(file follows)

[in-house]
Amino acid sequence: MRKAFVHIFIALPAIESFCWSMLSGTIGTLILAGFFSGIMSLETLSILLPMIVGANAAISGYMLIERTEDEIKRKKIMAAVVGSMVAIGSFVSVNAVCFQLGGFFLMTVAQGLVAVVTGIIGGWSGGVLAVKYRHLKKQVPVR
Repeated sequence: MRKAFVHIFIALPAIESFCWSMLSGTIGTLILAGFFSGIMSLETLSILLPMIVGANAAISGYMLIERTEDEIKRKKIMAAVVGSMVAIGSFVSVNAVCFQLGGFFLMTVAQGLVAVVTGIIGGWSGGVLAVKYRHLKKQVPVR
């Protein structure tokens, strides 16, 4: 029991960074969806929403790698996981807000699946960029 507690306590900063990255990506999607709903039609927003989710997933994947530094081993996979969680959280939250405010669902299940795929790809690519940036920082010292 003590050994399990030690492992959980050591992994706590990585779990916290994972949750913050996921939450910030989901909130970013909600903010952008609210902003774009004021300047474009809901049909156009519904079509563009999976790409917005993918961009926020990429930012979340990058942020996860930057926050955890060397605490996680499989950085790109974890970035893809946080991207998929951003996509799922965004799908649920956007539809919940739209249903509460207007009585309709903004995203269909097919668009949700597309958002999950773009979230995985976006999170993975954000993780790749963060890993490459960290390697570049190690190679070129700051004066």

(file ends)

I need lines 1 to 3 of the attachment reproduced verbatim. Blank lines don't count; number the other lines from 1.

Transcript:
[in-house]
Amino acid sequence: MRKAFVHIFIALPAIESFCWSMLSGTIGTLILAGFFSGIMSLETLSILLPMIVGANAAISGYMLIERTEDEIKRKKIMAAVVGSMVAIGSFVSVNAVCFQLGGFFLMTVAQGLVAVVTGIIGGWSGGVLAVKYRHLKKQVPVR
Repeated sequence: MRKAFVHIFIALPAIESFCWSMLSGTIGTLILAGFFSGIMSLETLSILLPMIVGANAAISGYMLIERTEDEIKRKKIMAAVVGSMVAIGSFVSVNAVCFQLGGFFLMTVAQGLVAVVTGIIGGWSGGVLAVKYRHLKKQVPVR